It’s that time of year…
Open enrollment. If you’re anything like me, it can be overwhelming. Especially if you’re self-employed or work for a small company. We don’t have a billion resources to use when navigating plan options.
This is my first year on the open market, and I was so very grateful when UnitedHealthcare reached out with a ton of supporting materials. I’m guessing some of you are in the same boat, so I agreed to take a day off from our regularly scheduled sarcasm to share some of their resources.
1. The Affordable Care Act (ACA)
The more you know, the better prepared you’ll be to make decisions about your coverage. A lot has changed in health care in the past few years. The ACA has raised the Medicaid limits in some states so more are eligible and is offering subsidies to eligible income levels above medicaid but still in the realm of struggling. Here’s a video to help navigate open enrollment and comparing plans:
Basically, you need to use the time of open enrollment to get the right health plan in place for you and your family. Find a plan between Nov 15 and Feb 15 to have coverage from the marketplace in 2015. There are certain qualifying events that allow you to use a special enrollment period. Picture Travelocity. The exchanges or the marketplace is a website that allows you to compare plans from a bunch of providers like Travelocity does with hotels. This website will be either the government Healthcare.gov website or your state’s individual marketplace website.
2. Planning Components – Know What You’re Buying!
You know you need it… but what exactly are you buying? Insurance is cheaper if you’re healthy. As such, preventative care and other measures are being covered by insurance more often now.
Health plans are annual and there are only a few ways to switch, whether a major life event occurred or its open enrollment time. It’s important to look at deductibles, co-pays, premiums and maximum out-of-pocket as well as the what is covered when comparing health plans. Think about your family and what kinds of things you see doctors for, get prescriptions for, or have operations for. Do you want a co-pay? How much? What’s the right deductible level for you? Your health insurance costs are affected by how much coverage, deductibles, and co-pays you take. Here are a couple of videos that help break it down:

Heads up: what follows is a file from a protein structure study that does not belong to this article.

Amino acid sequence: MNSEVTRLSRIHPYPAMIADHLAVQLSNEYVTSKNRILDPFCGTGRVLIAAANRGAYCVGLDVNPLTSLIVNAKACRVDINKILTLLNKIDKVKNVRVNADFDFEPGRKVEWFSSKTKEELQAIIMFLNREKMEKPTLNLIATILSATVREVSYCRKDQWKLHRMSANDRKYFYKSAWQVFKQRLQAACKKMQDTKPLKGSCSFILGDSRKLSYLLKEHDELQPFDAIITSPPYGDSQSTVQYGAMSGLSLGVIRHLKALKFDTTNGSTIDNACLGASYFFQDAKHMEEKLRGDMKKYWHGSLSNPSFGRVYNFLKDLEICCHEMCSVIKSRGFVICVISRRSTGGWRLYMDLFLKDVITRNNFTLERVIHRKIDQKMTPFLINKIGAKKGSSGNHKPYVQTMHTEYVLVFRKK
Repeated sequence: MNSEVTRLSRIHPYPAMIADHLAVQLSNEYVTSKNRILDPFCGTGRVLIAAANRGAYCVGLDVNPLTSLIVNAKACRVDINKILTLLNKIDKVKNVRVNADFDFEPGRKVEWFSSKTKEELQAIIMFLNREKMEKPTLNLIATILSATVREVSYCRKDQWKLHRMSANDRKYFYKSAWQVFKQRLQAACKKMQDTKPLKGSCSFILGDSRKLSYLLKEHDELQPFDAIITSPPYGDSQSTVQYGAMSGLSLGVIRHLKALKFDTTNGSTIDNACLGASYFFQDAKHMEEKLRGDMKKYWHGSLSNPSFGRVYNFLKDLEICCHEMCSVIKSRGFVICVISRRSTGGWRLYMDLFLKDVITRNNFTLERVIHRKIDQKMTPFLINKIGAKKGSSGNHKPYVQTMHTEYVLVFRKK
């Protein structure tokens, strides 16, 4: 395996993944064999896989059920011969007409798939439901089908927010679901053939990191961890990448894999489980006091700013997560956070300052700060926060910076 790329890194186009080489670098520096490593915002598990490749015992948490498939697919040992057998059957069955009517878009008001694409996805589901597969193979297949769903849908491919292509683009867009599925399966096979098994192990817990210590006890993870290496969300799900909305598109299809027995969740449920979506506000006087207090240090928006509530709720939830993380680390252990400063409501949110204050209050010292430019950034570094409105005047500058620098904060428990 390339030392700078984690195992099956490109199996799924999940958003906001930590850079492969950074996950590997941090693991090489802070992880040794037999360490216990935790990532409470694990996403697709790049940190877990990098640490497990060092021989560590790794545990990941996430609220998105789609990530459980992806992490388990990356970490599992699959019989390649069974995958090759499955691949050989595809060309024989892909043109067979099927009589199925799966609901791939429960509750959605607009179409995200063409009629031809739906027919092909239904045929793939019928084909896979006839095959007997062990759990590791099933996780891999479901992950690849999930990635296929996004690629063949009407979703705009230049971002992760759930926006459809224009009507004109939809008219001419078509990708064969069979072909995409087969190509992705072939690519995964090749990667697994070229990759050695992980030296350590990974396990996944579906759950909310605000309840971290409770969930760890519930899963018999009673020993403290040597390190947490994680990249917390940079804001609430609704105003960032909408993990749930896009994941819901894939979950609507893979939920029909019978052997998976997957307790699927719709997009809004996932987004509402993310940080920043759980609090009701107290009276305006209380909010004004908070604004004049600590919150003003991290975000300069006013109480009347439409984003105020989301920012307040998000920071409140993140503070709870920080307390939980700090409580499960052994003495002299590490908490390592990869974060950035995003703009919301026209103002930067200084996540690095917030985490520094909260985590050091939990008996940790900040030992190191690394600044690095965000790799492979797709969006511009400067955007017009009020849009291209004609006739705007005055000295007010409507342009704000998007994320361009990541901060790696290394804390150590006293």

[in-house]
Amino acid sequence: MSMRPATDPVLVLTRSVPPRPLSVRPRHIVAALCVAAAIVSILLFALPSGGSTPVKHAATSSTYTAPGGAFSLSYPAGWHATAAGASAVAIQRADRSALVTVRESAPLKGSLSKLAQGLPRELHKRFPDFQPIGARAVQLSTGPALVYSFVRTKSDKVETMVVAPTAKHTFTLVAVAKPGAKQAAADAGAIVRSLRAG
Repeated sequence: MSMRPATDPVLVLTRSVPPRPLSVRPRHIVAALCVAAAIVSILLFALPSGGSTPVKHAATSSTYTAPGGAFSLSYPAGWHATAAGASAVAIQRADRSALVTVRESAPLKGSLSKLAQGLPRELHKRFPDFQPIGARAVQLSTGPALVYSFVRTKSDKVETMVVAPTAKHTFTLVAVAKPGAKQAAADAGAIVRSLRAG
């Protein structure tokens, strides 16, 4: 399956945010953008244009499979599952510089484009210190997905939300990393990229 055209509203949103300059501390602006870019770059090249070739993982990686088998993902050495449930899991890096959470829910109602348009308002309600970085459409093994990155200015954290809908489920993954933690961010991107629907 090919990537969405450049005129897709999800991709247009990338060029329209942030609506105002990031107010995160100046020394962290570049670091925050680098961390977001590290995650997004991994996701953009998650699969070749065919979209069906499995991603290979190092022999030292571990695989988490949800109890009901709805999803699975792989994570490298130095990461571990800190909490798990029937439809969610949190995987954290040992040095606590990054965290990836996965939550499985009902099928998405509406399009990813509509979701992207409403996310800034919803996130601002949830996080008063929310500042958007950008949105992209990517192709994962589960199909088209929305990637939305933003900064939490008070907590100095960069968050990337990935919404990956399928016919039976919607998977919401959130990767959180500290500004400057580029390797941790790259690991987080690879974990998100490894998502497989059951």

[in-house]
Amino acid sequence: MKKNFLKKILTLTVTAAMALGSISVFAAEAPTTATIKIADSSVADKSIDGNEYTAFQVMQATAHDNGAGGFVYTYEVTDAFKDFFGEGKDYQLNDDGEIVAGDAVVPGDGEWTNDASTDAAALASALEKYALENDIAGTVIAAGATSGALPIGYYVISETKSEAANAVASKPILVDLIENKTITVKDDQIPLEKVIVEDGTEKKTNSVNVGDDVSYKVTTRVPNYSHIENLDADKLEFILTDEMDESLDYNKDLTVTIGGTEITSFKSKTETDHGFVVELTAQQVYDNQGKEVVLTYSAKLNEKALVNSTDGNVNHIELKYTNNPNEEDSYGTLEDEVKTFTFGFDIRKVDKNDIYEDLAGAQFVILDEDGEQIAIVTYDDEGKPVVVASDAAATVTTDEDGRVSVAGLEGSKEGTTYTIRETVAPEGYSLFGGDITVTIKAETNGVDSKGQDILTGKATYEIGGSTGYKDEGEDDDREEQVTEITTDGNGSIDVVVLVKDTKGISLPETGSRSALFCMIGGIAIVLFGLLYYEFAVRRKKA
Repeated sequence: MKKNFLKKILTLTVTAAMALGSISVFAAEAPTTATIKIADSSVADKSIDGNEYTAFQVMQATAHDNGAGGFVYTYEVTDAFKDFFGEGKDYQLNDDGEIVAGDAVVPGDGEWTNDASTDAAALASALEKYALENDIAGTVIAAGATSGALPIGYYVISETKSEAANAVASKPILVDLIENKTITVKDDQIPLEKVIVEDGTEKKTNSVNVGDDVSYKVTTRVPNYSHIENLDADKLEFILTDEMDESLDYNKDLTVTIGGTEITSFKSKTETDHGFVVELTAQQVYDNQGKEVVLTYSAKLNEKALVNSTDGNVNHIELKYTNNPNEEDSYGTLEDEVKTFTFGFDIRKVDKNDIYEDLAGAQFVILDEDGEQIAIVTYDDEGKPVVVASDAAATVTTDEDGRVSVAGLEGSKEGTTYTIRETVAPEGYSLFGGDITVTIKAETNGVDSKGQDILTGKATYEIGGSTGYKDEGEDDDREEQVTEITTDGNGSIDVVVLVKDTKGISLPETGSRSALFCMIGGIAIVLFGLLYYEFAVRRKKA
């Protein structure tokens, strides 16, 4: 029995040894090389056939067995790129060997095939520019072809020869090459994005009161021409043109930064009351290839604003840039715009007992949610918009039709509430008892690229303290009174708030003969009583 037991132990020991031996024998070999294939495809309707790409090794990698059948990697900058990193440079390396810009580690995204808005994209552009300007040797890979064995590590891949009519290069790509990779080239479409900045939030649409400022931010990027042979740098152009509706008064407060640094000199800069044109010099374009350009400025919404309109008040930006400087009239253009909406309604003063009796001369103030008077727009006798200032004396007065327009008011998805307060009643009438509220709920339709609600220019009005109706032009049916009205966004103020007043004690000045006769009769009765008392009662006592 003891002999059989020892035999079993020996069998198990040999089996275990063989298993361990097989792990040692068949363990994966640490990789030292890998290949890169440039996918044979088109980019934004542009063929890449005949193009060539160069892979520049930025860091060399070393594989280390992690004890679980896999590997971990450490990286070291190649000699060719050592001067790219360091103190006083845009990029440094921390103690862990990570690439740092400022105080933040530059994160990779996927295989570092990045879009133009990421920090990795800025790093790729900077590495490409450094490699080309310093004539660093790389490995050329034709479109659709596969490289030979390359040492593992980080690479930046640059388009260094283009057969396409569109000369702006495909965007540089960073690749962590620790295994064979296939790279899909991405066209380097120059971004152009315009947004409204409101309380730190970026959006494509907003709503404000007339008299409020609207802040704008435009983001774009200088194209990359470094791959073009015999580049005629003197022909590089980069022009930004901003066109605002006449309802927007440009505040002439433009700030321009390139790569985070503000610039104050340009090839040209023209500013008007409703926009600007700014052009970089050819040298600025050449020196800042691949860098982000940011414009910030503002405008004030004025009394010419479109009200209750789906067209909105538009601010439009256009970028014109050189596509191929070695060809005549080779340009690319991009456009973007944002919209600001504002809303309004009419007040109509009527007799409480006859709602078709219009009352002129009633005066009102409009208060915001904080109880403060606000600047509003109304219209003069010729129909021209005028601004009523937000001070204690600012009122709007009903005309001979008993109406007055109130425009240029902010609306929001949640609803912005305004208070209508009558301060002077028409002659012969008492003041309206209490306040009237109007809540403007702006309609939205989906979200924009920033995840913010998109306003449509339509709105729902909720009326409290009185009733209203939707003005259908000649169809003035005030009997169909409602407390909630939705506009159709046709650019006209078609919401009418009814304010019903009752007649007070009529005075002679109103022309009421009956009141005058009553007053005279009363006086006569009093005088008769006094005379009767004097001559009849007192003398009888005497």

3. Super… But What Does All of This Mean?
All of this health care research can be overwhelming…. deductibles, premiums, co-insurance, EOB, PPO… it is a big decision!
Don’t worry! Here’s a glossary of terms:
4. How Can You Get the Most From Your Health Plan?
Hopefully you have a better idea now about health care and what’s involved in the shopping process, but how can you capitalize on it in order to get the most out of your health care plan? Costs within health care can be daunting, and you don’t want to be paying for things you’ll never use.
- Check your deductible and out-of-pockets on a regular basis to stay ahead.
- When deciding on a plan, look for value adds provided by the company such as nurse lines, apps, and health club discounts too!
- Make sure to ask you Doctor how much medical tests will cost and if there are less costly alternatives.
Here are a couple more video links to help:
I’m about to start this process today… with my new employee… it’s intimidating, but being covered is marvelous!
Are you changing things up this year? Have you in the past?
What’s the health benefit you use the most?